The York Robotics Laboratory is a purpose-built research facility located on Baird Lane, close to the TFTV building on Campus East, a short walk from the Department of Computer Science and the Ron Cooke Hub. It was established in 2012 and is run as a joint venture between the Departments of Computer Science and Department of Electronic Engineering, although the space is available to robotics related research from across the whole university.
The lab contains a large 80 square meter arena space, with high ceilings allow research into unmanned autonomous vehicles (UAVs, AKA 'drones') and provides state of the art facilities for robotics design, construction, research and teaching. The lab is equipped with multiple tracking systems and controllable lighting systems, allowing for the repeatability and accurate analysis of experiment results. The lab is supported by a full-time technician, Dr James Hilder, who is co-employed by the departments of Computer Science and Electronic Engineering.
Revolutionising Asset Integrity Management in the offshore energy sector.
The ORCA Hub is a £36M programme aimed at addressing the offshore energy industry's vision for a completely autonomous offshore energy field.
Launched in October 2017, ORCA Hub is part of the government’s £93m R&D funding on “Robotics and AI for Extreme Environments” through the Industry Strategic Challenge Fund (ISCF). The fund is delivered by UK Research and Innovation, and managed by EPSRC.
Led by the Edinburgh Centre for Robotics (Heriot-Watt University and the University of Edinburgh), in collaboration with Imperial College London and the Universities of Oxford and Liverpool, ORCA Hub brings together internationally leading experts with over 30 industry partners to create a multi-disciplinary consortium with unique expertise in:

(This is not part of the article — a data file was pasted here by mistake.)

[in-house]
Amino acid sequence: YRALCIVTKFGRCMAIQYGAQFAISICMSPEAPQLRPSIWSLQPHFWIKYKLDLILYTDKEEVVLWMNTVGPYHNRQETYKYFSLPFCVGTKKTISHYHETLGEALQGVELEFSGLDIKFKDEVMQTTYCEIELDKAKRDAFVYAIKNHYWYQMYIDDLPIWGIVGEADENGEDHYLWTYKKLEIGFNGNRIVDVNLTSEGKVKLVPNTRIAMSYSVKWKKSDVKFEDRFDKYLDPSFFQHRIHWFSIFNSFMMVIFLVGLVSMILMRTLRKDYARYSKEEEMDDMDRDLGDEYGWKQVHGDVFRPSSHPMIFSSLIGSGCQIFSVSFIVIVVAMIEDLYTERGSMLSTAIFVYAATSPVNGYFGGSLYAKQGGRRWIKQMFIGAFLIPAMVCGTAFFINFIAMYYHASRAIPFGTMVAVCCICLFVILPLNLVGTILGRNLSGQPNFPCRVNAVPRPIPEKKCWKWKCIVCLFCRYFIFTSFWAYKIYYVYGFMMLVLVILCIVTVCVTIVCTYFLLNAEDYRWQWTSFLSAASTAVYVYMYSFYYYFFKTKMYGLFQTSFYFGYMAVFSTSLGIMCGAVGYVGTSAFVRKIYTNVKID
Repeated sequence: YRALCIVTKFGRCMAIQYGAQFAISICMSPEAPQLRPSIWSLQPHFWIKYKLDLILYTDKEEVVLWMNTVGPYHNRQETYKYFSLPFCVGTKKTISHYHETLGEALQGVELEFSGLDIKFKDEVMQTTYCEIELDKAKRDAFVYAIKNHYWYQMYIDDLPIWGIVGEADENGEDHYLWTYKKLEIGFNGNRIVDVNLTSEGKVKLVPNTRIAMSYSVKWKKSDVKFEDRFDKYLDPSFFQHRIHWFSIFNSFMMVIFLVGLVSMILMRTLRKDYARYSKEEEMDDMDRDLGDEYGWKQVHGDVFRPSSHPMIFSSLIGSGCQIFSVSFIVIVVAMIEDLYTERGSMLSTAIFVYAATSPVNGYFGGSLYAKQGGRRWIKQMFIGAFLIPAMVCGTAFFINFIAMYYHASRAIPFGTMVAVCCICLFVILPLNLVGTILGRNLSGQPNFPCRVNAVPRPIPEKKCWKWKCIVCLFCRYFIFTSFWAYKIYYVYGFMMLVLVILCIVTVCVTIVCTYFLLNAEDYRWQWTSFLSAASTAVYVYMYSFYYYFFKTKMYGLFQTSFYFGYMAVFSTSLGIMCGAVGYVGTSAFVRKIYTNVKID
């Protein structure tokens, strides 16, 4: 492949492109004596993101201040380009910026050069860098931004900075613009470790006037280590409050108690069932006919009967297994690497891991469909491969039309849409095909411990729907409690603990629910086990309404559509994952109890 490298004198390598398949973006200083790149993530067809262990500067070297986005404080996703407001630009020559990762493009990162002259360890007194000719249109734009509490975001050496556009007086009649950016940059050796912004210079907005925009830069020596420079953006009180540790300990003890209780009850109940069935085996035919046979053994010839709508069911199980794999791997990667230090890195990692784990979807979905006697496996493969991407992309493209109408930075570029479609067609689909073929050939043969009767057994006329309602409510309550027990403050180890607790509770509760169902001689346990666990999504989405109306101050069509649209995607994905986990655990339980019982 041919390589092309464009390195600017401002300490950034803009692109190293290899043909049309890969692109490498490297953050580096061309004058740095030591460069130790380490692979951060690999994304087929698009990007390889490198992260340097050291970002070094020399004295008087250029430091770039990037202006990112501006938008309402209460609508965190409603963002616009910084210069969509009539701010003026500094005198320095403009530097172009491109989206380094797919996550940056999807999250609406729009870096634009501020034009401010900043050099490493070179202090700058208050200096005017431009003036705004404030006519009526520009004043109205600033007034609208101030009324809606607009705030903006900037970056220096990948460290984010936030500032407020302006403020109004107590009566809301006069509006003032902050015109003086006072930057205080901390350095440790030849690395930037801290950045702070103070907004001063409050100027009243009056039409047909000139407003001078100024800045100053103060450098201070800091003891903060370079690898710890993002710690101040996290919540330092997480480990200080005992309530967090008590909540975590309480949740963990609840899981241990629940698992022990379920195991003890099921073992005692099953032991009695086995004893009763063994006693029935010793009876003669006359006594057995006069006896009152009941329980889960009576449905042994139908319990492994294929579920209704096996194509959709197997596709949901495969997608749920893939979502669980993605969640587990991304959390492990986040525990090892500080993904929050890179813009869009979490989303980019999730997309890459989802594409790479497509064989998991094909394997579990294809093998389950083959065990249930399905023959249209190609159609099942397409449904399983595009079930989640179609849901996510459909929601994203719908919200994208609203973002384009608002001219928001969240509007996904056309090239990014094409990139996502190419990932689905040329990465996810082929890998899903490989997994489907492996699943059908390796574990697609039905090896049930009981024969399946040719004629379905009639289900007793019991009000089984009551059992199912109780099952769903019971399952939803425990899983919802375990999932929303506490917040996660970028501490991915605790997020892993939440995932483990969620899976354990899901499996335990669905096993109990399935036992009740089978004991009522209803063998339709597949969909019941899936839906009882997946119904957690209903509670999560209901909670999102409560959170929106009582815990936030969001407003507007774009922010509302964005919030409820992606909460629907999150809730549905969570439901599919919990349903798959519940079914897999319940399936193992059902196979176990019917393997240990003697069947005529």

• Subsea, ground and aerial robotics
• Human-machine Interaction
• Innovative sensors for Non Destructive Evaluation and low-cost sensor networks
• Asset management and certification
RAIN – Robotics and AI in Nuclear Research Hub
The nuclear industry has some of the most extreme environments in the world, with radiation levels and extremely harsh conditions restraining human access to many facilities. To date, robotic systems have had very little impact on the industry, even though it is clear that they offer major opportunities for improving productivity and significantly reducing risks to human health.
The RAIN initiative has been created to address these issues by developing the advanced robotics and artificial intelligence that will be essential for future nuclear operations. Their adoption will have the potential to completely transform the nuclear industry globally.
The reliable, functional robotic systems that are the programme’s goal will also have important applications in other sectors. These will extend beyond extreme environments such as space exploration, in-orbit satellite design, offshore operations and mining to include less challenging areas where RAIN research will be highly relevant, such as healthcare and autonomous vehicles.
The programme’s overall objectives are to lower costs within the nuclear industry, reduce timescales, reduce risk, improve safety, promote remote inspection and reduce the chances of human exposure to radiation and other hazards. Once developed, the technologies that will help to realise these objectives are to form the foundation of a world-leading robotic and AI research and innovation ecosystem.
UK Robotics Week
22nd – 28th June 2020
International Robotics Showcase
26th June 2020